The very first imports of the brand are thought to have arrived in mid 1968, but it wasn’t until the display of 6 cars at the 1968 Motorshow that sales start to take off. During this time, Datsun (or rather Nissan – Datsun were simply a brand name) were the 2nd biggest car producer (after Toyota) in Japan. The Japanese car industry had been expanding at a colossal rate, so it was inevitable that exports would reach Europe. An official dealer franchise, with facilities and servicing across the UK was set up aimed mostly at small family run businesses, usually in smaller towns who had existing facilities. The prospective dealers would examine and scrutinize the cars and sure enough the quality and virtues were evident to persuade dealers to invest in the brand. The newly set up Nissan-Datsun import concessionaire would vet their facilities and and seek good workshop facilities and long trusted established dealers of high reputation to ensure suitability but it would be safe to assume that the cars did not fly out of the showrooms, as there still would have been a level of skepticism of an unheard of product from Japan. However, those customers who did invest in the first batch of cars, usually living within the locality of the garage with a level of personal relationship to the garage owners would have been pleasantly surprised by the level of quality, engineering and equipment offered in the cars. Octav Botnar, previously an importer of NSU cars with no business experience, set up Nissan-Datsun to manage the importation and distribution of the cars into the UK and for a period in the late 60’s shared facilities and the Shoreham-on-sea building with NSU, essentially becoming a sub-tenant of NSU. In 1969 Volkswagen-Audi effectively took over NSU operations and subsequently decided to wind down the brand. Nissan-Datsun were heavily reliant on the Shoreham-on-sea premises so when VW/Audi chose to shift their whole operations elsewhere, the Nissan-Datsun franchise went into liquidation. Botnar simply set up a new concessionaire in late 1970, re-named it Datsun UK Ltd and started a planned controlled expansion of the brand in the UK. Despite Toyotas global positioning as the largest producers of Japanese cars, Datsun sold far more cars in the UK than Toyota did. Over the period between 1968 and 1986, around 1.2 Million Datsuns were imported into the UK with Toyota achieving a third of that over the same period.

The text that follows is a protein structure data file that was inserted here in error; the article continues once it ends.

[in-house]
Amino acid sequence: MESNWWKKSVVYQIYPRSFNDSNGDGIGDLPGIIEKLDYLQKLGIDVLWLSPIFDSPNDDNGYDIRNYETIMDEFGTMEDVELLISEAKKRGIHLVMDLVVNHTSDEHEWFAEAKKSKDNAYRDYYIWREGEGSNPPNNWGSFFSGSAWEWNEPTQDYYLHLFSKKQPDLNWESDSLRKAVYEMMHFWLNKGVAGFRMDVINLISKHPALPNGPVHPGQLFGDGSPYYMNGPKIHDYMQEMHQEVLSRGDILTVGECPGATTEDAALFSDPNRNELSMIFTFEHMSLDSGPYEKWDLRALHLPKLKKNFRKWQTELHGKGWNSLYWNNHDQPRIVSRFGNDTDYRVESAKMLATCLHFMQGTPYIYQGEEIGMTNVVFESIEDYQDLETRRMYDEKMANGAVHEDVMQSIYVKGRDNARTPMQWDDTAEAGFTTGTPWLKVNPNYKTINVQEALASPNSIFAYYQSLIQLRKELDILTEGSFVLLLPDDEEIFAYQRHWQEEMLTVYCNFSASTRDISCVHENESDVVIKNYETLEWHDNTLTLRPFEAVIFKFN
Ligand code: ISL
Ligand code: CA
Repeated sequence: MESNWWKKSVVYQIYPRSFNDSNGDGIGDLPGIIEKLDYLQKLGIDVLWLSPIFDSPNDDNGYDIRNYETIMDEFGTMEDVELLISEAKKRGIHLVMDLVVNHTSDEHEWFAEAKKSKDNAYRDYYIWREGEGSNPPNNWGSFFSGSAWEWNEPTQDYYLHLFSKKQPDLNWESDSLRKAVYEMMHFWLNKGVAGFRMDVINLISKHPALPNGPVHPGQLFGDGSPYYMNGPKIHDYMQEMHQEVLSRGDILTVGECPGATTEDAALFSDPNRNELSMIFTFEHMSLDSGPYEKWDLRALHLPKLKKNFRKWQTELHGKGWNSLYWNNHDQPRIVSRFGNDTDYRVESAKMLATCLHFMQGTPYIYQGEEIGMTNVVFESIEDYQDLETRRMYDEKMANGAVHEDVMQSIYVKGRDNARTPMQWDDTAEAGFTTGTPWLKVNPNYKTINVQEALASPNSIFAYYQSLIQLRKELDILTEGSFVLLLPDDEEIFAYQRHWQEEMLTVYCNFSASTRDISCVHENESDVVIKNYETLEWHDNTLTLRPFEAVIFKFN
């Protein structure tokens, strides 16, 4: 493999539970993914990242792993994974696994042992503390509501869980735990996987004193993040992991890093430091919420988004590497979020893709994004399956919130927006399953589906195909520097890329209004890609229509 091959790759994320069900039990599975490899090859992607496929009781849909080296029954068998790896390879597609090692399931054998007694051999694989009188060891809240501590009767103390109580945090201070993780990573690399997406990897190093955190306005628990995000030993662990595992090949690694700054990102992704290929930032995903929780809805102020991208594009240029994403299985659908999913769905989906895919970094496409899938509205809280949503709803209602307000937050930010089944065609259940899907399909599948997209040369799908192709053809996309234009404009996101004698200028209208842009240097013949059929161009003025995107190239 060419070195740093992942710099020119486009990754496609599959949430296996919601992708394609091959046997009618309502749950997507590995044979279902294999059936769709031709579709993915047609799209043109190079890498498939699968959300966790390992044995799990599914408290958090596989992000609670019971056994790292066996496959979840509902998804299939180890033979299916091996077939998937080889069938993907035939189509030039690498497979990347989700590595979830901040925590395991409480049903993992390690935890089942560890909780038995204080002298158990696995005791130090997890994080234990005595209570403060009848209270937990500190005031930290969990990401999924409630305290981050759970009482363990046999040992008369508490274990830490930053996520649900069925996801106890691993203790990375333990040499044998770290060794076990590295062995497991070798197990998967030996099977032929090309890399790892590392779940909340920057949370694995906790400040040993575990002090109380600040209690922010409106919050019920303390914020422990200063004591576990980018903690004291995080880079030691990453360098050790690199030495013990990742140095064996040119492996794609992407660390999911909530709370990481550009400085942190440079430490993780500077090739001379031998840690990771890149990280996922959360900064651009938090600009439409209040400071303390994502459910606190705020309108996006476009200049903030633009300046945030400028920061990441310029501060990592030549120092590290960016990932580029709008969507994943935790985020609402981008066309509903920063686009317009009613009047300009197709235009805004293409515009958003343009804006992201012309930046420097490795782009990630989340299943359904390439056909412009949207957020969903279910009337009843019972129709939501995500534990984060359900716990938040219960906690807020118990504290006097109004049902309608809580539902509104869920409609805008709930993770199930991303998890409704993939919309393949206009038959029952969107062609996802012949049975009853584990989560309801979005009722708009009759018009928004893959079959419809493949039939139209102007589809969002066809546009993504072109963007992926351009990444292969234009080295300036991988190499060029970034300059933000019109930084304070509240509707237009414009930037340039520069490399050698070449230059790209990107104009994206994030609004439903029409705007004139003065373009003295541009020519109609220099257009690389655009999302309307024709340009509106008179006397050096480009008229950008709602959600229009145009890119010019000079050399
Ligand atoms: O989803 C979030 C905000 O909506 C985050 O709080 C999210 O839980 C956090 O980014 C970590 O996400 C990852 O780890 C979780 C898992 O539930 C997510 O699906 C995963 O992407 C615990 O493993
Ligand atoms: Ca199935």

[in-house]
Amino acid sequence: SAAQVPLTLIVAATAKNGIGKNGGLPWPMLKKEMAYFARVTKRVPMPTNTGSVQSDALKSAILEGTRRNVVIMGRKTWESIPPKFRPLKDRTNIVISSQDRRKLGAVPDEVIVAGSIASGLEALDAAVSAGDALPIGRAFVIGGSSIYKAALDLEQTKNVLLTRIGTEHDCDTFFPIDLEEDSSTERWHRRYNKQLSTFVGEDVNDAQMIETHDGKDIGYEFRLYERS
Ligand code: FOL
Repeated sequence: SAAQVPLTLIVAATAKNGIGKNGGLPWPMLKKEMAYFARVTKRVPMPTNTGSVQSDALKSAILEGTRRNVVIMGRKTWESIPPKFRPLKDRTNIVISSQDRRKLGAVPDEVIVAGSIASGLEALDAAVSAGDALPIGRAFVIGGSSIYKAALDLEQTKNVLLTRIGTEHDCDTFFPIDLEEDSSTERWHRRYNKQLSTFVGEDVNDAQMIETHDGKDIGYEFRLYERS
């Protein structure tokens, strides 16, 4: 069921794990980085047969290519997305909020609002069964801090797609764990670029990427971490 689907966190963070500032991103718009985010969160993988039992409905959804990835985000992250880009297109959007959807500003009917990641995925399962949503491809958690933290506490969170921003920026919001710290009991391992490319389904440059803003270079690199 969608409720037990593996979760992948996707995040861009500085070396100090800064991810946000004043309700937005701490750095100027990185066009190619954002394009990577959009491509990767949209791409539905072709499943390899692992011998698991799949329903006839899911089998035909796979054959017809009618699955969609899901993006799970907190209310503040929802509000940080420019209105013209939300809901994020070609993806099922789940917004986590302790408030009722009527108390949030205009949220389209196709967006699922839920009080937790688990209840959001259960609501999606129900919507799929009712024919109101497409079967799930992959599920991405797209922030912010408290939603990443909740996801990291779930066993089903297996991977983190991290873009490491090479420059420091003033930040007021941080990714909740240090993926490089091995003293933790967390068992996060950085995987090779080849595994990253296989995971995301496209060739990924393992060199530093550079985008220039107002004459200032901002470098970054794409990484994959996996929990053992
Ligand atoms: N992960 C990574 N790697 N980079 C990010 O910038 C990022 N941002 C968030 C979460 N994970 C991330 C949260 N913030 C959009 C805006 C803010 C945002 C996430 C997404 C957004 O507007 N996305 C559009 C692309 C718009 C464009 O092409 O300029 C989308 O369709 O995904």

At the end of 1970, the new Datsun (UK) LTD concessionaires launched a new marketing plan and sales assult in the UK. It retained many of the previous dealers and by 1971, had swollen to 165 dealers across the UK resulting in just under 7,000 cars sold in the UK. A servicing school was set up which ensured at least one RITB recognised vehicle mechanic was based at each dealer. Further dealer activities, such as ‘Japanese evenings’ and ‘show weeks’ as well as dealer advertising assistance, promotional aids, sales bonuses and trade discounts were supported by Datsun UK. This direct connection with the concessionaire, was instrumental in positive moral amongst the dealers. Long term agreements and careful demographic placement also encouraged dealers to push sales. A comprehensive spares facility was based at Lancing with further stocks in Helsinki and Amsterdam with a back up directly from Tokyo meant that any concerns regarding spare parts were answered quickly. At the time, Datsun container ships would dispatch up to 2000 cars at the large port of Rotterdam, with smaller container ships importing the cars to the smaller dock of Shoreham-on-Sea. By 1972, a new facility was opened in Hull which allowed more cars to be imported in greater numbers into the UK. By which time Datsun sold 30,000 cars in the UK and was closing up the gap of Renault and VW as the leading importer of cars into the UK. By 1974, Datsun moved into a new Sussex based complex in Worthing near Brighton, which by now had established 145,000 UK sales and 285 nationwide dealers.